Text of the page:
With unsettled and erratic wind across the board, this was the only West Coast venue to start on time Sunday, which allowed just enough time for the allotted two races before conditions turned impossible as the last boats finished. Mark MENDELBLATT and crew Magnus LILJEDAHL remained in first place by eight points with an 8,1 day as George SZABO and Andrew SCOTT (7,3) settled into a second place with the 1988 and 1992 silver and gold medallists, Mark REYNOLDS and Hal HAENEL. The conditions with 8 to 10 knots of fickle breeze tested all of them.
"The race committee did a fine job of getting the races in," SZABO said. "It was doing 20-degree shifts left and right and not where you're expecting them. We had to recover a few times and we got lucky a few times." SZABO, who sailed in a Olympic Test Event in China last year, said that compared to Marina del Rey Sunday, "The wind at Qingdao was steady." - Tom O'CONOR reporting
San Diego Yacht Club
It's still a two-boat race after Robbie DANIEL and crew Hunter STUNZI and three-time Olympians John LOVELL and Charlie OGLETREE swapped firsts and seconds for the second day, the latter winning by 1 minute 49 seconds after the former ruled by 54 seconds. One of their secrets: "We learned how to deal with San Diego's terrible kelp," OGLETREE wrote in a pre-regatta report. "When you're going 20 knots, hitting a kelp island can make you very slow." - Mike FOSTER and Jared WOHLGEMUTH reporting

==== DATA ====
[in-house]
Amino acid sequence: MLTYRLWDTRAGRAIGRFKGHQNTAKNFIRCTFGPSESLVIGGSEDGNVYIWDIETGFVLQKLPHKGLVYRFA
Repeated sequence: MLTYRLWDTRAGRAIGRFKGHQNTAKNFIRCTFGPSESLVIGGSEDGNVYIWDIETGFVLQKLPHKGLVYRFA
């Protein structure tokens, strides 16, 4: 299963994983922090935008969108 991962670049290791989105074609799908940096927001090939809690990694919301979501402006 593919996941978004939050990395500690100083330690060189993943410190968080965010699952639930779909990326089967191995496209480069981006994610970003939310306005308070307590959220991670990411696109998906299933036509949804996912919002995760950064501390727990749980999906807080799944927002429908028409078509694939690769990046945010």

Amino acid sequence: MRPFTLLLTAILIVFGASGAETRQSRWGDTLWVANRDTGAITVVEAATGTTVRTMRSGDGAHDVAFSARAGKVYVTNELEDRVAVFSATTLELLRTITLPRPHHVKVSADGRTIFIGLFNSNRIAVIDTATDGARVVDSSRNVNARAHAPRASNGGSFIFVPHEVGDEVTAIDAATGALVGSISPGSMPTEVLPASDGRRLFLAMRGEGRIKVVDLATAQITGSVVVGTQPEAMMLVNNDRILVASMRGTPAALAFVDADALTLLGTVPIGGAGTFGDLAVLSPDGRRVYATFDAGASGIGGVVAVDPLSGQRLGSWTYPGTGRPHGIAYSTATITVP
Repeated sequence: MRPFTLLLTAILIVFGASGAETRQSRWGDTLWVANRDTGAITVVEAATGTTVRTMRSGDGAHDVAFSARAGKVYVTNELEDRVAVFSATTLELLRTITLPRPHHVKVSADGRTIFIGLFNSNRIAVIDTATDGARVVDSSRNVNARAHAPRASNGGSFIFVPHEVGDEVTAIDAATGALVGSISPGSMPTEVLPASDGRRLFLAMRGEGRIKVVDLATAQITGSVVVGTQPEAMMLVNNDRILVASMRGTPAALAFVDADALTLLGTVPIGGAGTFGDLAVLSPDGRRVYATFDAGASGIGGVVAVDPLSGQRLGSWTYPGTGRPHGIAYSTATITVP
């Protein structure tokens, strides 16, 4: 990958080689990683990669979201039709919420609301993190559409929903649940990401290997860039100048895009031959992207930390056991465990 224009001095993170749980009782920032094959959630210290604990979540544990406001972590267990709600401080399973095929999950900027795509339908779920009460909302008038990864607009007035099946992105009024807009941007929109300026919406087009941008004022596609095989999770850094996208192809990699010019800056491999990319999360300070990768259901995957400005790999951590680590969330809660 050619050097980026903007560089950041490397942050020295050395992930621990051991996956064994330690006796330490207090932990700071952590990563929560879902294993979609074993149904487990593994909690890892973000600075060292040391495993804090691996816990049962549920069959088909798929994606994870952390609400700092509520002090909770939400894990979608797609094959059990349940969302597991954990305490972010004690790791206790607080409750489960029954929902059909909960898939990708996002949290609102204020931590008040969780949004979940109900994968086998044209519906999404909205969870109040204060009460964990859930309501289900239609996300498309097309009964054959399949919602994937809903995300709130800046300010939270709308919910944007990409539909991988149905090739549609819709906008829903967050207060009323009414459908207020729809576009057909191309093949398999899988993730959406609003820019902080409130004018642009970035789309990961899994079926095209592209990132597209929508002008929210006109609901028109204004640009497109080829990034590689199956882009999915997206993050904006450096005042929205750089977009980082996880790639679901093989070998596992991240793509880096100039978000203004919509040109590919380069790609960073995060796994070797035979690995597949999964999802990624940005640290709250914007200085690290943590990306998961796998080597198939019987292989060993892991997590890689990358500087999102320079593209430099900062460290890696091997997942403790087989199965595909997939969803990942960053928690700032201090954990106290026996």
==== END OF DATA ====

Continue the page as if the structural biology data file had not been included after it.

Alamitos Bay Yacht Club/US Sailing Centre, Long Beach
The secret to Stuart MCNAY and crew Graham BIEHL's early success in the men's fleet is apparent. "We have to keep sailing consistently," BIEHL said after they followed Saturday's 2,2 score with a 1,2 Sunday. "It got us to where we are now." But it's easier said than done. Unstable breeze - not the norm at Long Beach - is proving difficult to handle for everyone, especially the race committee, which postponed the start of racing for one and a half hours. "We haven't practiced in conditions like that," BIEHL said. Another of the top teams, Michael ANDERSON-MITTERLING and crew David HUGHES, were in second place but eight points back after a 6,3 afternoon.